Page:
The library portion of the facility holds more than 53,000 books, with topics spanning a variety of time periods and U.S. military service branches. Members of the museum and library can check out books directly, while others can obtain materials through interlibrary loan. The general public can gain entry to the library by paying a nominal museum fee. The collection includes about 3,000 rare books available for viewing in-house as well as oral histories and archival materials. Among the library’s offerings of interest to naval devotees are 1960s and 1970s cruise books from the guided-missile cruiser USS Chicago (CG-11). A genealogy area is available to assist individuals in finding information on deceased family members who served in the military. An online library catalog available on the Pritzker website includes a wide variety of digital versions of exhibits and on-demand video and audio of past television broadcasts.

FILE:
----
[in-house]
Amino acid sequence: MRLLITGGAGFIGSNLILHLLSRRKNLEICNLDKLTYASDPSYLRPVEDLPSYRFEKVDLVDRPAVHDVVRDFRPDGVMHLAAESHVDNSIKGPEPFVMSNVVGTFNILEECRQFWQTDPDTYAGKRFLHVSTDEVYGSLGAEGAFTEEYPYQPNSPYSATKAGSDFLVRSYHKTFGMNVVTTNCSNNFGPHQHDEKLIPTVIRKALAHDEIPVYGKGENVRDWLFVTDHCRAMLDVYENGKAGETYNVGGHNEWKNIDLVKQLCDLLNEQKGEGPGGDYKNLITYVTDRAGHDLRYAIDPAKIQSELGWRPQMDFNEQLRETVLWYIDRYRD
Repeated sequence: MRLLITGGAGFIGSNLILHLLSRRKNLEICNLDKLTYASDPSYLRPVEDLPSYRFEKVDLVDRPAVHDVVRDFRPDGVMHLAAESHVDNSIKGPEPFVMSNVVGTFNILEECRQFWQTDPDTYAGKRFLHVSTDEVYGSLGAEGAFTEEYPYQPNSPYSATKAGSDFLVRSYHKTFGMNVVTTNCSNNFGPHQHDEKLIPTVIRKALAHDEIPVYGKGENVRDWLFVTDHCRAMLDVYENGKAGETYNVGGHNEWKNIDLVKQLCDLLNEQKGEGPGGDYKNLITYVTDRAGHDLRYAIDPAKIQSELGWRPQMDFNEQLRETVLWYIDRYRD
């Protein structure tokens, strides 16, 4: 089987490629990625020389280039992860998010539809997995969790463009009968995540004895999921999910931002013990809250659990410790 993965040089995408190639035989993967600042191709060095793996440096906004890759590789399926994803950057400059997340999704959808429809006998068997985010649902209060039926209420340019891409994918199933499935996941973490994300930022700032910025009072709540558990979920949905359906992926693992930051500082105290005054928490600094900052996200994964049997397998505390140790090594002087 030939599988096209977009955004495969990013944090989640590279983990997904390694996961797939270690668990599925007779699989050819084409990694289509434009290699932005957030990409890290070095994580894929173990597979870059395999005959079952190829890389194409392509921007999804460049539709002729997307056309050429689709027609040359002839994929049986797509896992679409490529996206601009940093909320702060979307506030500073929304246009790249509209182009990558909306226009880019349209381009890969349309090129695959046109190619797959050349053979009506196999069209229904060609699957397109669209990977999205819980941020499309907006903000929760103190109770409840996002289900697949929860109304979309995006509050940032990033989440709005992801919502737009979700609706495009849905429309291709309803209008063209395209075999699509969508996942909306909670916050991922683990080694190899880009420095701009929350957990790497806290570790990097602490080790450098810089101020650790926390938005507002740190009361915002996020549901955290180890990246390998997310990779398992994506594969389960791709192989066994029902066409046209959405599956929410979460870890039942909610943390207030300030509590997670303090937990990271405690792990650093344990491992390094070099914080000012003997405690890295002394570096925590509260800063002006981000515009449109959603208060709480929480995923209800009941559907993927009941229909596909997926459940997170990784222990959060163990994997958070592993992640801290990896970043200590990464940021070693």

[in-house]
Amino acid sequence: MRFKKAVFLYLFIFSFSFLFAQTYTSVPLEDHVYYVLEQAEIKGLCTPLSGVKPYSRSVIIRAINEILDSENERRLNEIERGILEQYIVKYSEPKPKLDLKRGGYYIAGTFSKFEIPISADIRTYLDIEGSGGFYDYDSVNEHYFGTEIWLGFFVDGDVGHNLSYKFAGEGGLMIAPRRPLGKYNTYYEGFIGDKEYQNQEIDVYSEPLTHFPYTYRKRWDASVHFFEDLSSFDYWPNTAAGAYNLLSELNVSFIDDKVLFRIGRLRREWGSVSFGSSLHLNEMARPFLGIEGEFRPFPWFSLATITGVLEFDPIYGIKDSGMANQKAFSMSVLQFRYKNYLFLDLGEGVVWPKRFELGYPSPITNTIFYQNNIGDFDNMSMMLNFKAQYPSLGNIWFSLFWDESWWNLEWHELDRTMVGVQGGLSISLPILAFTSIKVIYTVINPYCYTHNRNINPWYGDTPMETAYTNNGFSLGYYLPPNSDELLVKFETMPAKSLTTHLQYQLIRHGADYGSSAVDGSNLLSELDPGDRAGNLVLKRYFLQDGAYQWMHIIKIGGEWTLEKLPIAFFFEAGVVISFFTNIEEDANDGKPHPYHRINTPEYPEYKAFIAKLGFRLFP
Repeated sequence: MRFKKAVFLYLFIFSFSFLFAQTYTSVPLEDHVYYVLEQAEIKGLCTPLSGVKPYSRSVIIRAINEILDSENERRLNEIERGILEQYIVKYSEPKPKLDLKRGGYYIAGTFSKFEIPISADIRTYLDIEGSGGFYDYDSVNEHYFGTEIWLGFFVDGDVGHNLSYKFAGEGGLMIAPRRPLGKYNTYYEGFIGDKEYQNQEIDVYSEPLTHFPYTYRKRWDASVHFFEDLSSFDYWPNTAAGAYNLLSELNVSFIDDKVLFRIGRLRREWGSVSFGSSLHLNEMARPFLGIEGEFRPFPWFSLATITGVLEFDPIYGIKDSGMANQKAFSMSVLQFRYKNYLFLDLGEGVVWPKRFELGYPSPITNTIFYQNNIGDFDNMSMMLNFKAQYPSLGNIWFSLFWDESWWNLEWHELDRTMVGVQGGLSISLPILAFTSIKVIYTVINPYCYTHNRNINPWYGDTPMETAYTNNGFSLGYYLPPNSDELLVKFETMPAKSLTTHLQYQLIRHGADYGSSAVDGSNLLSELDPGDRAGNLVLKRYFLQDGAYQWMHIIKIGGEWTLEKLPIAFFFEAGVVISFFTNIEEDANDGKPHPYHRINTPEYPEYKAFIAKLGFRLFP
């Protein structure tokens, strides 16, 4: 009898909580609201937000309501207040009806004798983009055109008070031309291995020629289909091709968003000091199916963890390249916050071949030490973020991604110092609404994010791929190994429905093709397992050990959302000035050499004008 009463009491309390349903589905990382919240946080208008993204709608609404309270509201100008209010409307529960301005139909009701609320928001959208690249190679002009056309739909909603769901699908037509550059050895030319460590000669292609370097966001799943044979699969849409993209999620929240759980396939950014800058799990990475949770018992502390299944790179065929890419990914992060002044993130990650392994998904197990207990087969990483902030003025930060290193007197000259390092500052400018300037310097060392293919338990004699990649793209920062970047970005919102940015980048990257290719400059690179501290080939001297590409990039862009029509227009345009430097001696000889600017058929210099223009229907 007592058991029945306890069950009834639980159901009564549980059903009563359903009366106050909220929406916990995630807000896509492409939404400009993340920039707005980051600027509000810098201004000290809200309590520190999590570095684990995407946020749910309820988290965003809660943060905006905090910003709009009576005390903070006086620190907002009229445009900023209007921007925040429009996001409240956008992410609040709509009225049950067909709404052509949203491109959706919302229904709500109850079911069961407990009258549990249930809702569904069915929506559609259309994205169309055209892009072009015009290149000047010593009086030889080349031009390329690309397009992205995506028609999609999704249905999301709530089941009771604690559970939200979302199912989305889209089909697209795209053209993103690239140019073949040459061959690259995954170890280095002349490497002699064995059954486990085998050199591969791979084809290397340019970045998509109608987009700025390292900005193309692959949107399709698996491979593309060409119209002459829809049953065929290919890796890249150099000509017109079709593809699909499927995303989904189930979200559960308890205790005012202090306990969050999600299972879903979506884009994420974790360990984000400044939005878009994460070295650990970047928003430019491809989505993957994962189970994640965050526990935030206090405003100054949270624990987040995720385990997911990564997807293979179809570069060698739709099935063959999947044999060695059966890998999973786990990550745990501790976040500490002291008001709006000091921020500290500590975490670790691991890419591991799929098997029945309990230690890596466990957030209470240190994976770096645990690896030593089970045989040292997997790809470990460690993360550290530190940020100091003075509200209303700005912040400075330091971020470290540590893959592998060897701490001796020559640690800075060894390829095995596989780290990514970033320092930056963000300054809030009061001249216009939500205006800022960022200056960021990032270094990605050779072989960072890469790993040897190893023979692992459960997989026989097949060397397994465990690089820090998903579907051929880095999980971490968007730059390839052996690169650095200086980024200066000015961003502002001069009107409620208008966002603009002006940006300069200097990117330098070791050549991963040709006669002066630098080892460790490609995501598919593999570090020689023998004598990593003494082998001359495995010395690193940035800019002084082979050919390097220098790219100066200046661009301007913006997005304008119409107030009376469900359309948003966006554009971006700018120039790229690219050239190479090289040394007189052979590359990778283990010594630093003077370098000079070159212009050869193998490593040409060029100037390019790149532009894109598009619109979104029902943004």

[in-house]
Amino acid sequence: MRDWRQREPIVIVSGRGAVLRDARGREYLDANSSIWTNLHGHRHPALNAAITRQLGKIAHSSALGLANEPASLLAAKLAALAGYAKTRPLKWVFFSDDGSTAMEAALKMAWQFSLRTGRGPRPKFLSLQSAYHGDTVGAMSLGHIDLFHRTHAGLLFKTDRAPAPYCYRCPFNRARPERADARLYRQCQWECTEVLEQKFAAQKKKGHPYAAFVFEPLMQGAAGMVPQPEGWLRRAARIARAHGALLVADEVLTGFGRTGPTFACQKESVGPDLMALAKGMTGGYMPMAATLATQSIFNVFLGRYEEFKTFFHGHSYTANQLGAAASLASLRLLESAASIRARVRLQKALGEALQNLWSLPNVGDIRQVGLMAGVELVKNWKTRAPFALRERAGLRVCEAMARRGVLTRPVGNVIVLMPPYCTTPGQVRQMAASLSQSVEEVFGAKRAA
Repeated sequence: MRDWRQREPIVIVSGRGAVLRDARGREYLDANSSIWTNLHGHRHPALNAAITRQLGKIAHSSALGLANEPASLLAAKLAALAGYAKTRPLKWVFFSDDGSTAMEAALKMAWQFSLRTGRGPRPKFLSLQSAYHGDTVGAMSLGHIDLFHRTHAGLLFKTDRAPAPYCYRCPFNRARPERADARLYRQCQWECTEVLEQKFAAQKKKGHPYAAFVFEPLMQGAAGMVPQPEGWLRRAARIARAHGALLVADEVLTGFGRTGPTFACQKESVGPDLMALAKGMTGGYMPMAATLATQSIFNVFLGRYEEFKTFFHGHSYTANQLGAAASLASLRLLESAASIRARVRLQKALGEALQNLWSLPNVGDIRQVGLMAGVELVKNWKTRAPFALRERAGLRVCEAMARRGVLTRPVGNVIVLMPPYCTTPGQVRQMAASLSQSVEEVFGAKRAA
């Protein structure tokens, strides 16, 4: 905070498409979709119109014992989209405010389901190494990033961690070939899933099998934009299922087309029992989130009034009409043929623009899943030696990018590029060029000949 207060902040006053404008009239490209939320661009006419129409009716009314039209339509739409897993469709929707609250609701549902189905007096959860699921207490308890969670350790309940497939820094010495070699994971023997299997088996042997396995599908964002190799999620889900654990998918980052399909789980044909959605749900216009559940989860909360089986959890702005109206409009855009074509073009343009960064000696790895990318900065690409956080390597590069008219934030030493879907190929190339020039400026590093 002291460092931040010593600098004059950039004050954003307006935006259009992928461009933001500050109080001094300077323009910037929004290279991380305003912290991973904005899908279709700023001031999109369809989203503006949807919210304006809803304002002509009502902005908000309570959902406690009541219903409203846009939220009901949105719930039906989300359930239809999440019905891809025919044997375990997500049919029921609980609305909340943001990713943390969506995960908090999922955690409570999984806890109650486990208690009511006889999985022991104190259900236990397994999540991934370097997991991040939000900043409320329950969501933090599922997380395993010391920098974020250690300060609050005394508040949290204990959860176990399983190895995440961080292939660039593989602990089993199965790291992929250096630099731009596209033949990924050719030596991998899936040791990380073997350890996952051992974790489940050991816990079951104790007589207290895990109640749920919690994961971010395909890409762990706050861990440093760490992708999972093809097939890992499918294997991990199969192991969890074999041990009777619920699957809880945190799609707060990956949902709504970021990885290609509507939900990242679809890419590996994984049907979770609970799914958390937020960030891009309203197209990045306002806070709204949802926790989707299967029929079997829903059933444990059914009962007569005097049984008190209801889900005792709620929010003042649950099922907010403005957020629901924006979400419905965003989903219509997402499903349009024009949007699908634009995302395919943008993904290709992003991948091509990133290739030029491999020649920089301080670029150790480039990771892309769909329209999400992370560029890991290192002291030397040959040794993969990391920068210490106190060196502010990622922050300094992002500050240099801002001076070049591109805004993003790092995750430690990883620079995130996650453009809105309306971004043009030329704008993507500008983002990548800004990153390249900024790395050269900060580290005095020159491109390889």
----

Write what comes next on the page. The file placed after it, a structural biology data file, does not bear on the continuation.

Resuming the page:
The rear portion of the facility houses a two-story state-of-the-art theater and television studio. The museum regularly hosts speakers including authors, scholars, and historians for later broadcast on local public television and podcast. The Pritzker Military Museum & Library is an interesting and informative stop when visiting downtown Chicago.

Mr. Domagalski is the author of Into the Dark Water: The Story of Three Officers and PT-109 (Casemate, 2014) and Sunk in Kula Gulf: The Final Voyage of the U.S.S. Helena and the Incredible Story of Her Survivors (Potomac, 2012).


The Guiding Light

By Captain John Allen Williams, U.S. Naval Reserve (Retired)